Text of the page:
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Wednesday, October 19, 2011



Santorum was a disaster. Easily the worst performance. He came off looking whiny, snarky, and totally unpresidential.

Gingrich always does well in debates. Perry was terrible as usual. Cain didn't give any specifics on his plan, and didn't really do a good job defending it. Paul was his usual self. Romney had the crowd on his side, but he come off looking a little arrogant. Bachmann did fine compared to her previous performances.


Thanks, SDPride.

Many will, no doubt, agree with you on Santorum's performance. That is fair. But I appreciate the fact that he willing to say what others are often either too polite or too scared to scared to say. I am particularly glad that he is willing to voice to the concerns of social conservatives, who are sometimes marginalized.

Bill Fleming

I'm always intrigued by Ron Paul. I wonder what it would be like to have a guy like that for POTUS.


Ron Paul has a real plan to eliminate the abusive TSA and other useless agencies. Herman Cain, a proven liar at the debates, is an ex-Fed Chair, he’ll never eliminate the Fed (and his 9%+9%+9% plan = 27% tax rate as bad as Libs). Mitt equates corporations to people, killing his general election chances. Ron Paul is the only candidate that will end all the wars. Both Republicans and Democrats support endless Wars for Israel, it all started nearly a decade ago under a false flag attack.
9/11 and Israel, here: http://www.amazon.com/America-Deceived-II-Possession-interrogation/dp/1450257437

Bill Fleming

Sal, there are quite a few Dems and Republicans who don't support war. I'm just sayin'.


Overall, I doubt if anyone's poll numbers will move much, based on last night's debate.

I've seen all the debates so far and while this was Perry's best performance to date, it would be a leap to call it good. He's the only GOP candidate who makes me absolutely cringe when I think of him debating Obama.

I've got to agree with sdpride about Santorum, in every debate he comes across as whiney and petulant, no matter how good his points may be, he undermines them with his presentation.

Best debate for Huntsman, by far!! =|;0)

I really like Herman Cain, but wonder if he wouldn't have been better off simply proposing the Fair Tax, as he's state that's the ultimate goal and 9-9-9 was simply proposed as a "gateway" to it.

Bachmann presented herself well overall, but said nothing she hasn't already said before and ALL the candidates obviously agree that they want Obama to be a "one term president."

Newt is "the smartest guy in the room" again, but his past haunts the social conservatives too much for him to gain the nomination (but EVERYONE thinks he needs a role in the next administration).

Ron Paul has done more to shape the debates than anyone, including Newt, particularly on domestic and economic issues.

Romney is obviously the "Establishment Choice" and has seriously improved as a candidate over the past 4 years (which he obviously should have) but seems to have a low ceiling of support of the most motivated GOP "grassroots".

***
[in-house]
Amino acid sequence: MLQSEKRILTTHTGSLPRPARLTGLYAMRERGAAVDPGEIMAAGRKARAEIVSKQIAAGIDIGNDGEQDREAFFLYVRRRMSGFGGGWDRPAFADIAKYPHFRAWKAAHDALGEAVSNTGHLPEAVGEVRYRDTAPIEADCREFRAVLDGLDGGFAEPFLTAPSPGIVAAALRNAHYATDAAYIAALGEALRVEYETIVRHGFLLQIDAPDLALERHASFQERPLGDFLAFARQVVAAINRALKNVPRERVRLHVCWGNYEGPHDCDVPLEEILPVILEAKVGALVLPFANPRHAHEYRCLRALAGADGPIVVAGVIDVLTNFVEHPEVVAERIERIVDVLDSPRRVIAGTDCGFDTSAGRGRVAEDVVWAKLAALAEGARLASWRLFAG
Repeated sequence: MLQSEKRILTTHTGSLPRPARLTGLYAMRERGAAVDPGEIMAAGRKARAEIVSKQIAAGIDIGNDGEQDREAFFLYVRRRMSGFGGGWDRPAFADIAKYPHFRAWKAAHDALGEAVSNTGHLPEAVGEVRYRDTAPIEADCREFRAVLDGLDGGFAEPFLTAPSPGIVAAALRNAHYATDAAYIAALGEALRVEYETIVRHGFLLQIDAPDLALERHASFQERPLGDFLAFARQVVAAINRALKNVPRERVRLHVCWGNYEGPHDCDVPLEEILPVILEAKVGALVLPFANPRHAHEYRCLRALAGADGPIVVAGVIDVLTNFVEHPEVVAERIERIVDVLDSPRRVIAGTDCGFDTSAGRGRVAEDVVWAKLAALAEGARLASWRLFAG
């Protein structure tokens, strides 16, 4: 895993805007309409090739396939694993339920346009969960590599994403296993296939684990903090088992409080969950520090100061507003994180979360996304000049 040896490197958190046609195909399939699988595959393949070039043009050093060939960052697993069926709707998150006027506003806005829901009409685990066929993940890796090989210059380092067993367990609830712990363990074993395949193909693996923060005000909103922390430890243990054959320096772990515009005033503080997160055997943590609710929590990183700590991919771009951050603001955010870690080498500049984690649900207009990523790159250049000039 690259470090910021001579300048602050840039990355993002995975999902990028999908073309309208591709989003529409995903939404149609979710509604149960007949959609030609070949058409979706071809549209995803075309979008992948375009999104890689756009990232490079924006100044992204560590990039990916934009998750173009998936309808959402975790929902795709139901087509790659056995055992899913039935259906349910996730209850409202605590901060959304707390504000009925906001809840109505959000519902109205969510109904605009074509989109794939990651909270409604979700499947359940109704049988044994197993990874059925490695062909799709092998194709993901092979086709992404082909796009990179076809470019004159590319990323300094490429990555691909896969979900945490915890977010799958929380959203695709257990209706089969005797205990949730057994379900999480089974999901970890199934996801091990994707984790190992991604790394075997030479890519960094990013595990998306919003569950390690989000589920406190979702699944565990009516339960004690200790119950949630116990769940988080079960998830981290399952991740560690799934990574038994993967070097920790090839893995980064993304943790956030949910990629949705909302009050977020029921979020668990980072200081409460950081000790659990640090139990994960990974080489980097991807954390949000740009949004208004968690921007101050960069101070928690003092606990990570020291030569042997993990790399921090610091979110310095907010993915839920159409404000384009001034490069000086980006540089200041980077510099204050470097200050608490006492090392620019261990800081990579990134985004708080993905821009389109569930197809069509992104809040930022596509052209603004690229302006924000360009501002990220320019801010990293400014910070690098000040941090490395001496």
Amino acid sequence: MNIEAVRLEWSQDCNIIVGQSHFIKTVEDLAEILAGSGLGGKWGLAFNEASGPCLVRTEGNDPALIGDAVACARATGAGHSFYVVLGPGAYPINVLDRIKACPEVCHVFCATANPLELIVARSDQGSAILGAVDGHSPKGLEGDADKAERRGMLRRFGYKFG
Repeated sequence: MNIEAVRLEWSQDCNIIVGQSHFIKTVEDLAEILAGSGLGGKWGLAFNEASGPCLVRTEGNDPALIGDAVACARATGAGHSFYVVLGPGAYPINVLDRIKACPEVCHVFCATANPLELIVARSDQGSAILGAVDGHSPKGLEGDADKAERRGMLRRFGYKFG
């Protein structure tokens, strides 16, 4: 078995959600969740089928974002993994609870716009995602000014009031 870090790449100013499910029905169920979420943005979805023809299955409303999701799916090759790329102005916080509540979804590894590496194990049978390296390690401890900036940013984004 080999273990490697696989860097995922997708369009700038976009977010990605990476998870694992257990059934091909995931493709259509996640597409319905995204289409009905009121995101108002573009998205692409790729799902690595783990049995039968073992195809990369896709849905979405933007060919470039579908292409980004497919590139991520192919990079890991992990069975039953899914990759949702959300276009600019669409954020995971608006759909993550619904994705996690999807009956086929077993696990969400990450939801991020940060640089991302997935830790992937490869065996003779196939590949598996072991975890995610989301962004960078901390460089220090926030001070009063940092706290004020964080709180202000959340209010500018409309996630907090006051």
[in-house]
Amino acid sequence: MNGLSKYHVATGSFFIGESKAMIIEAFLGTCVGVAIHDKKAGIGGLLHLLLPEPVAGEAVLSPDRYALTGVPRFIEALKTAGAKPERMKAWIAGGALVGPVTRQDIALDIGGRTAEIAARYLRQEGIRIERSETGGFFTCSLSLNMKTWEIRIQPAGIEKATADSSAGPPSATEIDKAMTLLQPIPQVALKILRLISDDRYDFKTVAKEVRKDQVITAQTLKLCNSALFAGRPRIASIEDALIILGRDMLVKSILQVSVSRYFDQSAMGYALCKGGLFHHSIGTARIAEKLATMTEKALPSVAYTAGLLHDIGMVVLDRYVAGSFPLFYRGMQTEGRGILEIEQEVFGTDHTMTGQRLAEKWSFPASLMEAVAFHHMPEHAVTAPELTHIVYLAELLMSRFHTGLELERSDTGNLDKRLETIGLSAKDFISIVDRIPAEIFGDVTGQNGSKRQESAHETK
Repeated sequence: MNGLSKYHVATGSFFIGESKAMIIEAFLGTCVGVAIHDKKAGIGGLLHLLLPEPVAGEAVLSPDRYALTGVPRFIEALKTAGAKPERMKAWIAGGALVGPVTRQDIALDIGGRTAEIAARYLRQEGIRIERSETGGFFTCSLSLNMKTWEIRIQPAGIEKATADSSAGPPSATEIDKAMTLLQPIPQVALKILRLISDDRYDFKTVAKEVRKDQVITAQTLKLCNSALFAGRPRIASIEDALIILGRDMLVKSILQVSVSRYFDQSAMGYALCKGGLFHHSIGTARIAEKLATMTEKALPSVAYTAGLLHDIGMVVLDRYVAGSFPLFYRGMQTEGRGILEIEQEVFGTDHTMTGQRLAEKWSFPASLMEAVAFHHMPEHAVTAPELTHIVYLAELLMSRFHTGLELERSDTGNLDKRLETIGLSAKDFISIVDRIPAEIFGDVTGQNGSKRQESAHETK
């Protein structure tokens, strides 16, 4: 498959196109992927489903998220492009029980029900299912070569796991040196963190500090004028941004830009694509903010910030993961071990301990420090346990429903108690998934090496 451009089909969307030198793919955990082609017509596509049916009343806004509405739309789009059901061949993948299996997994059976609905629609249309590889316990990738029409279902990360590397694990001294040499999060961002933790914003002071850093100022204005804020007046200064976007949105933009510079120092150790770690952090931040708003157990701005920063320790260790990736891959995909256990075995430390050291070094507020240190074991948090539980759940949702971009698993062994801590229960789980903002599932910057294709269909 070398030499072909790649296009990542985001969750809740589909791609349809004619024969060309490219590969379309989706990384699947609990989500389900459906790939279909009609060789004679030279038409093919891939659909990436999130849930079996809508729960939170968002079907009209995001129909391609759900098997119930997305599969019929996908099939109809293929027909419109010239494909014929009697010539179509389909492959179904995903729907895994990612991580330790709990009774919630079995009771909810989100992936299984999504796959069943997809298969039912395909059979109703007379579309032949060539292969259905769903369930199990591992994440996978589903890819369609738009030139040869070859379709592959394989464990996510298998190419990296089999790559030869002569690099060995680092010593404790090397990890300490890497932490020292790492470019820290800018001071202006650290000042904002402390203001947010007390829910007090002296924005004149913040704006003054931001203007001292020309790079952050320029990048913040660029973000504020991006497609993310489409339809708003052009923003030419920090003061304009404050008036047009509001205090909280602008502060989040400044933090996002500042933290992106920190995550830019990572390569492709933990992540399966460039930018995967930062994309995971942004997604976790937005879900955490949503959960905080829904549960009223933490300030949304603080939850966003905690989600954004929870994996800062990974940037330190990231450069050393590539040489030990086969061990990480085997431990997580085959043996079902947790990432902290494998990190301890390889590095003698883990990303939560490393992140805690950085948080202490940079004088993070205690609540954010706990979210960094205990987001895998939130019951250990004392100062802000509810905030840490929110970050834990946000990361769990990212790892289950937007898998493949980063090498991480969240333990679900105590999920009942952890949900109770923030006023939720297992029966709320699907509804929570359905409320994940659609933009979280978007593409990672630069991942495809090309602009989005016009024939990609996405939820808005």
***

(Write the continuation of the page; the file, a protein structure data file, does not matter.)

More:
FWIW, I've always like Gary Johnson and enjoyed the debate he was in, but his positions on abortion and immigration prevent him from gaining ground in a GOP Primary.

So far, Romney and Cain appear to be the frontrunners and Perry has serious money to continue his campaign. Ron Paul will stay in the race until (or unless) he's voted out of it. The rest of the field is pretty much running on fumes, at this point.


Paul has good ideas but he is terrible at articulating them.


Thanks, everyone, for your comments.

Bill: I agree with you. Paul is, if nothing else, always interesting.

Sal: The TSA could certainly use some kind of reform. I don't think Romney's comment about corporations will kill his chances in the general election. Corporations are, after all, made up of people. Many of those people vote - and many are unhappy with the Democrats for backing Occupy. Romney's words may actually win him some of the Wall Street types who used to back Democrats.

William: I largely agree with you, but I do think Cain's numbers may go down, while Romney's may rise. I like Cain too. Personality wise, he may be my favorite candidate. But I am not sold on 9-9-9.

Stan Gibilisco

And then there came this little twist...


Big improvement, I say.

Herman Cain has done the nation a huge favor in one respect: He has brought out the "national sales tax" idea -- a toxic, dangerous, seemingly immortal slime-bug -- into the bright sun, which has already begun to shrivel it up. Most Americans don't want it; 85 percent of the Senate doesn't want it. I hope it dries up and blows away with the prairie winds and never comes back in this generation. A "national sales tax," no matter how benign at first, would evolve into a value-added tax and bloat to the threshold of public revolt, 20-plus percent, like they have in Greece; we see how well it has worked for them.